Crime lab in the country

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IOL Body Farm

DEBASHINE THANGEVELO

AS popular as crime dramas are, they all have a lifespan. Waking the Dead, which had a storyline that was rooted in the solving of cold cases, garnered a large number of intrigued fans during its nine- season run.

However, as the adage goes, when one door shuts, another opens, and such is the case with the birth of The Body Farm.

The Waking the Dead spin-off series is centred on Tara Fitzgerald who returns as forensic pathologist Dr Eve Lockhart. And she has a new team and a new lab, situated on a remote country road in Cheshire.

In this seven-episode series, Eve helps Detective Inspector Craig Hale (Keith Allen) to solve a series of grisly murders by using the lab’s hi-tech equipment and the ground-breaking research techniques of the team.

Par for the course with such intense storytelling is a derailment into the personal lives of the protagonists. And the writers didn’t scoff at the chance to take such liberties.

In an interview with CultBox, Fitzgerald tells fans more about her introduction to a new locale.

She explains: “We meet her in a grander setting than we have previously seen her in the Walking the Dead – in her own research facility, The Body Farm, with her partner Mike as well some younger scientists. She’s independent, freelancing, but in need of financial support.”

The latter aspect becomes the catalyst in her crossing paths with DI Hale.

Fitzgerald elaborates: “Eve has had some involvement with him in the past and he starts to bring cases to them that he needs help solving.”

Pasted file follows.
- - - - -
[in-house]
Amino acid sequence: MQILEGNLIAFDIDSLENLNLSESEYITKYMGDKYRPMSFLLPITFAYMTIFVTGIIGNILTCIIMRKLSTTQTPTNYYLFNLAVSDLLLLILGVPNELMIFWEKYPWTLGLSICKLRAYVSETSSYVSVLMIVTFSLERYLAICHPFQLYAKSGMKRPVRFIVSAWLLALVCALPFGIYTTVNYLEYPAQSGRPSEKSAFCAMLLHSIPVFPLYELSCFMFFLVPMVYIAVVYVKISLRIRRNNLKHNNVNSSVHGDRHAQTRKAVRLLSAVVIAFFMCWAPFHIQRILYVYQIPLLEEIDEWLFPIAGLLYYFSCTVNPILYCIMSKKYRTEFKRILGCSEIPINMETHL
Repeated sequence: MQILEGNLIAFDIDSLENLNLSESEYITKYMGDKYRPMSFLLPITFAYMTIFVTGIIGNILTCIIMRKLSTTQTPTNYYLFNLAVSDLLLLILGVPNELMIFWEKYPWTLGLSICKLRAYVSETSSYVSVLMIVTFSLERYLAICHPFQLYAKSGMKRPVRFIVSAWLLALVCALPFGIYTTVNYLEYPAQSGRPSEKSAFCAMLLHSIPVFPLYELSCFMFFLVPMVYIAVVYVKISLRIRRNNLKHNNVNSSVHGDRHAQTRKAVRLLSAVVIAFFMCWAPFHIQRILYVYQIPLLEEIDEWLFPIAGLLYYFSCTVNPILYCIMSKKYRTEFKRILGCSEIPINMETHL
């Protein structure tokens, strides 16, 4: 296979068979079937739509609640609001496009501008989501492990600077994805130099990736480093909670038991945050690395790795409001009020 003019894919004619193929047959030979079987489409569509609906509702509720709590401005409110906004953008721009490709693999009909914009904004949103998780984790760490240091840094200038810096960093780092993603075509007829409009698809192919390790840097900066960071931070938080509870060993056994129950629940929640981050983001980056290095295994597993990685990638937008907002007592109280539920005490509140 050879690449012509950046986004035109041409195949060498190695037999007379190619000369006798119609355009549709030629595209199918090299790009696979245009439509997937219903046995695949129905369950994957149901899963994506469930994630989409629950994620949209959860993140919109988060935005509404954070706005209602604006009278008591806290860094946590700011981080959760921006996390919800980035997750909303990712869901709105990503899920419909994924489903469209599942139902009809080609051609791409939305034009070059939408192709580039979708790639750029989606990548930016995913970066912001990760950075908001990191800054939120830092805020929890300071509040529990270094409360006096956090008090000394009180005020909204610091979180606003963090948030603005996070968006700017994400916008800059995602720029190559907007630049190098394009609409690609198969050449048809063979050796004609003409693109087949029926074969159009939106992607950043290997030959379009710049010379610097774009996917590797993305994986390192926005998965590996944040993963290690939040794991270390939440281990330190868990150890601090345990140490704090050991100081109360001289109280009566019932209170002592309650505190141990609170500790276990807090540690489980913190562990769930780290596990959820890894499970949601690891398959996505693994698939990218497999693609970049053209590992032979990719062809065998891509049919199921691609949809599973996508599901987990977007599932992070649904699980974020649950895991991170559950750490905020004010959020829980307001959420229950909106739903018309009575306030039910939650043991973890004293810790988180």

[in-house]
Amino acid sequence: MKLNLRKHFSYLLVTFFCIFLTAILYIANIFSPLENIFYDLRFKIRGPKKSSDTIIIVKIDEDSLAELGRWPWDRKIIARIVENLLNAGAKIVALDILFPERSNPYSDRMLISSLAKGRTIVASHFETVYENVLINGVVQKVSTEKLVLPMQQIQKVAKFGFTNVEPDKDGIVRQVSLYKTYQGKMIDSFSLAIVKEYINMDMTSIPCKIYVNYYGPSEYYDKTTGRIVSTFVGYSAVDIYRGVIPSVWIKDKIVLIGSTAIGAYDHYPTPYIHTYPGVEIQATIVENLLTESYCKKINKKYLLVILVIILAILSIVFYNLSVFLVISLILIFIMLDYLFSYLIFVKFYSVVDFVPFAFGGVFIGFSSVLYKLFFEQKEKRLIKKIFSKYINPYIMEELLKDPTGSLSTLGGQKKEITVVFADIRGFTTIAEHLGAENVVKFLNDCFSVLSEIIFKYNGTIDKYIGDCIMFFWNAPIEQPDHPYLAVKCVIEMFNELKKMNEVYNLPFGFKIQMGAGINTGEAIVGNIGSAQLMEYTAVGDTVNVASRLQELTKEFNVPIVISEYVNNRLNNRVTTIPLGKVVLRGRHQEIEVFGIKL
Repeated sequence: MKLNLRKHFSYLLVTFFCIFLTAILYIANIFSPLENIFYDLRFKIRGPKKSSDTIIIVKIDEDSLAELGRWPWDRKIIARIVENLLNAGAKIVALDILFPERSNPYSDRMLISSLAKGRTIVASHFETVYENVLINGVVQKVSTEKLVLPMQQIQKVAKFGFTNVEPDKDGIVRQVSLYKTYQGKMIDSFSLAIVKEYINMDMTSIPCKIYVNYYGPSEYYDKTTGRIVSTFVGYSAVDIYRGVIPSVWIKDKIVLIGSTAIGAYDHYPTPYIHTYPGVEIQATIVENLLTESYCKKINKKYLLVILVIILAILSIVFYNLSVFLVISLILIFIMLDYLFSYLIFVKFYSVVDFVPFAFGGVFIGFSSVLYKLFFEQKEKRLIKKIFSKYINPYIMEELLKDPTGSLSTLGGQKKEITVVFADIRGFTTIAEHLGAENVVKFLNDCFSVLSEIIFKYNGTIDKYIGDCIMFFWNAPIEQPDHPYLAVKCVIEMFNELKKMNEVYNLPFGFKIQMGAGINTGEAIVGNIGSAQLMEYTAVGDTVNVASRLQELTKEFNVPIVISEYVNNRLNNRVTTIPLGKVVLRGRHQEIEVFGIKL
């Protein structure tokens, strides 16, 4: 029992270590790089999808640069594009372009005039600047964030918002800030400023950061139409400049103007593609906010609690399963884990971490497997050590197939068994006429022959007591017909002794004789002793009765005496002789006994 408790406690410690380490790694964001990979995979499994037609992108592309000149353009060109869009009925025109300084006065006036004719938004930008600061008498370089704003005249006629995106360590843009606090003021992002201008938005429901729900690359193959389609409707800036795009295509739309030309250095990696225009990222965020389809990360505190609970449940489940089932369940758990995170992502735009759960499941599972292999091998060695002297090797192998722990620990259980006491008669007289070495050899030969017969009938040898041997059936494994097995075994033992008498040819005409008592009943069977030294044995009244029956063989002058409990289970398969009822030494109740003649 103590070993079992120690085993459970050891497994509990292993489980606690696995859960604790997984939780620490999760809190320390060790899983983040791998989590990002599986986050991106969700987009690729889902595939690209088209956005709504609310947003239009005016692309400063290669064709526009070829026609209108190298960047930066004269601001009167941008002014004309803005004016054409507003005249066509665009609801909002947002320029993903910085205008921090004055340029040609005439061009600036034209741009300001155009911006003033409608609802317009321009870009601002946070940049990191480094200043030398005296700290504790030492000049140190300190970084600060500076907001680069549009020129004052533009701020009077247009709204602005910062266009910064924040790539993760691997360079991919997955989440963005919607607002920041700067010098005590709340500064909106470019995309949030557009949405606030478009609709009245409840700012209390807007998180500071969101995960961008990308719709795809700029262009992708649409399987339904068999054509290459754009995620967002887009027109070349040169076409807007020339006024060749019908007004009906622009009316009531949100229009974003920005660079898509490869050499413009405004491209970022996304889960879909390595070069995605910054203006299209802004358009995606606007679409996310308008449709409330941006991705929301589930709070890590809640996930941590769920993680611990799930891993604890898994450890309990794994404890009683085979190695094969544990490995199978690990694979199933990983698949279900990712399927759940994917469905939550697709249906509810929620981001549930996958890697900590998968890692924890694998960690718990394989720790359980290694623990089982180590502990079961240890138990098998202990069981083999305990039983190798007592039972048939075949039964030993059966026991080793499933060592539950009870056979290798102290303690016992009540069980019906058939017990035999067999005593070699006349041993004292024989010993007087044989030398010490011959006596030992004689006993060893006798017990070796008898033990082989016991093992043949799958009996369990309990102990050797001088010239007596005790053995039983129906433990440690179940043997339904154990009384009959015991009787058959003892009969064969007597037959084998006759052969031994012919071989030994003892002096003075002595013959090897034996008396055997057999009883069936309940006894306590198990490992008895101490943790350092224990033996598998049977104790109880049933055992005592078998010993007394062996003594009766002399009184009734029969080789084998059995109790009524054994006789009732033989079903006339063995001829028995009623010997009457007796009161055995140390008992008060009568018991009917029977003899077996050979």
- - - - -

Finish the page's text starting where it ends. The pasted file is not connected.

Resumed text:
Interestingly, Eve’s research facility was known about in Waking the Dead, so the progression of her story is more credible as the follow-on tries to gain momentum.

The 44-year-old explains: “Grace and Boyd (characters from Waking the Dead) came down to see her there on a couple of occasions. But it became difficult to embody the concept within such an established show – so it was just occasionally spoken about following that.”

On being thrown a lifeline with her own show, Fitzgerald says: “I was very excited – its sort of like playing with a bigger canvas really. Obviously, there were limitations within the format of Waking the Dead, in terms of what forensic scientists could do, and there is a limit to their involvement with the cases. This is a chance for Eve to be something more.

“I wasn’t quite sure what the dynamic would be with the new team, and how they were going to introduce new cases each week, but it just worked.”

As for the selection of Eve’s team, she shares: “In this situation, we are more family-oriented. Eve hand-picked Oggy and Rosa to be part of her team, and she has a history with Mike so there is a real sense of personal involvement.

“Eve and Mike’s history is something of a mystery to the audience – we know they’ve known each other for a long time, 20 years or so, so it’s clear there’s something unresolved between them.”

And with Hale and Eve striking up a relationship, while trying to mask their obvious attraction to one another, it makes things rather interesting to say the least.

In the first episode, titled Peace for the Wicked, Hale seeks out the help of Eve and her team when he comes across the remains of two local boys in a disused council flat.

Murder and the cover-ups – let’s hope The Body Farm proves to be just as intriguing as the personal dilemmas of Eve and her team – and you don’t need to conduct an ocular autopsy to figure this out.

The Body Farm starts on BBC Entertainment (DStv channel 120) tonight at 8pm.


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